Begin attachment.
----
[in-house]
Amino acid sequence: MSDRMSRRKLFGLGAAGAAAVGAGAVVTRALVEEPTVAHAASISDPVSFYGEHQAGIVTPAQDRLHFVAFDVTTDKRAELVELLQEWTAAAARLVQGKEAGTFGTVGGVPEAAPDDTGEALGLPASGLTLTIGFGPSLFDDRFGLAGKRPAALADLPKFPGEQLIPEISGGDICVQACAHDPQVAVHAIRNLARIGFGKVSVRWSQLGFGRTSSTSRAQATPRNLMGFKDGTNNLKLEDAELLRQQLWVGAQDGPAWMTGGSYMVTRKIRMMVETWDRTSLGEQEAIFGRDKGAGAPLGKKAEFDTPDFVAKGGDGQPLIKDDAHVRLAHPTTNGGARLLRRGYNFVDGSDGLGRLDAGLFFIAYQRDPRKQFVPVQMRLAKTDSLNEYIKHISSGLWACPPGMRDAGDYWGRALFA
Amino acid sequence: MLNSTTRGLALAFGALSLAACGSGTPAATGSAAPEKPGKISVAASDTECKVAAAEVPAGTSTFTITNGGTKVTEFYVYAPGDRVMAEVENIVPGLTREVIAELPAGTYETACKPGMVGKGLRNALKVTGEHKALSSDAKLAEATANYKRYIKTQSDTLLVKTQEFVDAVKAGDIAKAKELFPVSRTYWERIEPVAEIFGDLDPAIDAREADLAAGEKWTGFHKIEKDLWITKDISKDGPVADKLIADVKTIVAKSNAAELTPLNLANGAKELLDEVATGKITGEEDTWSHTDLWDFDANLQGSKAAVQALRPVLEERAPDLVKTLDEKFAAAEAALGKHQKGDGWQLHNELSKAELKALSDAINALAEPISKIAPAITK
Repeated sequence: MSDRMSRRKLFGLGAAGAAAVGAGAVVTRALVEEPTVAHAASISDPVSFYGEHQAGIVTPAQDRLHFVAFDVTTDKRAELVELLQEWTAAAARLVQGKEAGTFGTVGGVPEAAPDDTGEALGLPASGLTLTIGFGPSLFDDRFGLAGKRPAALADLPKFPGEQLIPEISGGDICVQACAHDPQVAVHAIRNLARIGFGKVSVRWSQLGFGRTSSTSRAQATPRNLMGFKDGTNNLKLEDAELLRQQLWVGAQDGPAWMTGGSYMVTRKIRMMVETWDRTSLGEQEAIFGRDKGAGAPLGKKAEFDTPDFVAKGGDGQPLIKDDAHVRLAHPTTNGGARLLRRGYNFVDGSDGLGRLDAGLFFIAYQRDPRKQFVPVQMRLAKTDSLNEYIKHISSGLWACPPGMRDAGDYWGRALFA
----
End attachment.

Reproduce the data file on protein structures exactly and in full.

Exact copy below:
[in-house]
Amino acid sequence: MSDRMSRRKLFGLGAAGAAAVGAGAVVTRALVEEPTVAHAASISDPVSFYGEHQAGIVTPAQDRLHFVAFDVTTDKRAELVELLQEWTAAAARLVQGKEAGTFGTVGGVPEAAPDDTGEALGLPASGLTLTIGFGPSLFDDRFGLAGKRPAALADLPKFPGEQLIPEISGGDICVQACAHDPQVAVHAIRNLARIGFGKVSVRWSQLGFGRTSSTSRAQATPRNLMGFKDGTNNLKLEDAELLRQQLWVGAQDGPAWMTGGSYMVTRKIRMMVETWDRTSLGEQEAIFGRDKGAGAPLGKKAEFDTPDFVAKGGDGQPLIKDDAHVRLAHPTTNGGARLLRRGYNFVDGSDGLGRLDAGLFFIAYQRDPRKQFVPVQMRLAKTDSLNEYIKHISSGLWACPPGMRDAGDYWGRALFA
Amino acid sequence: MLNSTTRGLALAFGALSLAACGSGTPAATGSAAPEKPGKISVAASDTECKVAAAEVPAGTSTFTITNGGTKVTEFYVYAPGDRVMAEVENIVPGLTREVIAELPAGTYETACKPGMVGKGLRNALKVTGEHKALSSDAKLAEATANYKRYIKTQSDTLLVKTQEFVDAVKAGDIAKAKELFPVSRTYWERIEPVAEIFGDLDPAIDAREADLAAGEKWTGFHKIEKDLWITKDISKDGPVADKLIADVKTIVAKSNAAELTPLNLANGAKELLDEVATGKITGEEDTWSHTDLWDFDANLQGSKAAVQALRPVLEERAPDLVKTLDEKFAAAEAALGKHQKGDGWQLHNELSKAELKALSDAINALAEPISKIAPAITK
Repeated sequence: MSDRMSRRKLFGLGAAGAAAVGAGAVVTRALVEEPTVAHAASISDPVSFYGEHQAGIVTPAQDRLHFVAFDVTTDKRAELVELLQEWTAAAARLVQGKEAGTFGTVGGVPEAAPDDTGEALGLPASGLTLTIGFGPSLFDDRFGLAGKRPAALADLPKFPGEQLIPEISGGDICVQACAHDPQVAVHAIRNLARIGFGKVSVRWSQLGFGRTSSTSRAQATPRNLMGFKDGTNNLKLEDAELLRQQLWVGAQDGPAWMTGGSYMVTRKIRMMVETWDRTSLGEQEAIFGRDKGAGAPLGKKAEFDTPDFVAKGGDGQPLIKDDAHVRLAHPTTNGGARLLRRGYNFVDGSDGLGRLDAGLFFIAYQRDPRKQFVPVQMRLAKTDSLNEYIKHISSGLWACPPGMRDAGDYWGRALFA